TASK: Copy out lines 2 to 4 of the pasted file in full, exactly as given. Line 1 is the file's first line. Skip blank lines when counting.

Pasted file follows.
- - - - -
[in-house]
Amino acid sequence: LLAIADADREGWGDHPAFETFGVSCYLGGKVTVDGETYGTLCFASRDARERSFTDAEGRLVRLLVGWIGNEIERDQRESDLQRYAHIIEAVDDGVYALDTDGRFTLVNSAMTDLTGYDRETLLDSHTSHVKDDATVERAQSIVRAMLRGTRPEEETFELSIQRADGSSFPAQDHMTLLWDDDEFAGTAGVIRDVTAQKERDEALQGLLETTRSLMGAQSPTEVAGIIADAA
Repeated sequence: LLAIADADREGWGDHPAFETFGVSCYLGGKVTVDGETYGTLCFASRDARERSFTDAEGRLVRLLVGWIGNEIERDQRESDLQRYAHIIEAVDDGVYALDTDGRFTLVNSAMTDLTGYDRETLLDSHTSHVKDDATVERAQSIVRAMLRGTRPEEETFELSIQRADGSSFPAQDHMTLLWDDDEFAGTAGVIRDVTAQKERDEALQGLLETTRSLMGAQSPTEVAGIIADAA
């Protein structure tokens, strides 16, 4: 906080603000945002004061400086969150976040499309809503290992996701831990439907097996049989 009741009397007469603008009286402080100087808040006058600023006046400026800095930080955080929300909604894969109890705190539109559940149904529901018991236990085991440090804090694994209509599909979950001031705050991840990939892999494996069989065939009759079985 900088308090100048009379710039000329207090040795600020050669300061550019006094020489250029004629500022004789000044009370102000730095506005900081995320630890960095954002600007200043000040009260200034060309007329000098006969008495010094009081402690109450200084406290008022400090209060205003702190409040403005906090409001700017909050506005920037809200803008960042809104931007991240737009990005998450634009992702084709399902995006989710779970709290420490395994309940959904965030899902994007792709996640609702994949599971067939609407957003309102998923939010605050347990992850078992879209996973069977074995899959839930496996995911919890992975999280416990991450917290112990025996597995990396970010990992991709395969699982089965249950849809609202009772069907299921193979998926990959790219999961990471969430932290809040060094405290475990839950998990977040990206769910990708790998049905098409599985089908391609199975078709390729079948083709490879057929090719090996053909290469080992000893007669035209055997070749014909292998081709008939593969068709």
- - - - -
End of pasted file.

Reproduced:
Amino acid sequence: LLAIADADREGWGDHPAFETFGVSCYLGGKVTVDGETYGTLCFASRDARERSFTDAEGRLVRLLVGWIGNEIERDQRESDLQRYAHIIEAVDDGVYALDTDGRFTLVNSAMTDLTGYDRETLLDSHTSHVKDDATVERAQSIVRAMLRGTRPEEETFELSIQRADGSSFPAQDHMTLLWDDDEFAGTAGVIRDVTAQKERDEALQGLLETTRSLMGAQSPTEVAGIIADAA
Repeated sequence: LLAIADADREGWGDHPAFETFGVSCYLGGKVTVDGETYGTLCFASRDARERSFTDAEGRLVRLLVGWIGNEIERDQRESDLQRYAHIIEAVDDGVYALDTDGRFTLVNSAMTDLTGYDRETLLDSHTSHVKDDATVERAQSIVRAMLRGTRPEEETFELSIQRADGSSFPAQDHMTLLWDDDEFAGTAGVIRDVTAQKERDEALQGLLETTRSLMGAQSPTEVAGIIADAA
């Protein structure tokens, strides 16, 4: 906080603000945002004061400086969150976040499309809503290992996701831990439907097996049989 009741009397007469603008009286402080100087808040006058600023006046400026800095930080955080929300909604894969109890705190539109559940149904529901018991236990085991440090804090694994209509599909979950001031705050991840990939892999494996069989065939009759079985 900088308090100048009379710039000329207090040795600020050669300061550019006094020489250029004629500022004789000044009370102000730095506005900081995320630890960095954002600007200043000040009260200034060309007329000098006969008495010094009081402690109450200084406290008022400090209060205003702190409040403005906090409001700017909050506005920037809200803008960042809104931007991240737009990005998450634009992702084709399902995006989710779970709290420490395994309940959904965030899902994007792709996640609702994949599971067939609407957003309102998923939010605050347990992850078992879209996973069977074995899959839930496996995911919890992975999280416990991450917290112990025996597995990396970010990992991709395969699982089965249950849809609202009772069907299921193979998926990959790219999961990471969430932290809040060094405290475990839950998990977040990206769910990708790998049905098409599985089908391609199975078709390729079948083709490879057929090719090996053909290469080992000893007669035209055997070749014909292998081709008939593969068709």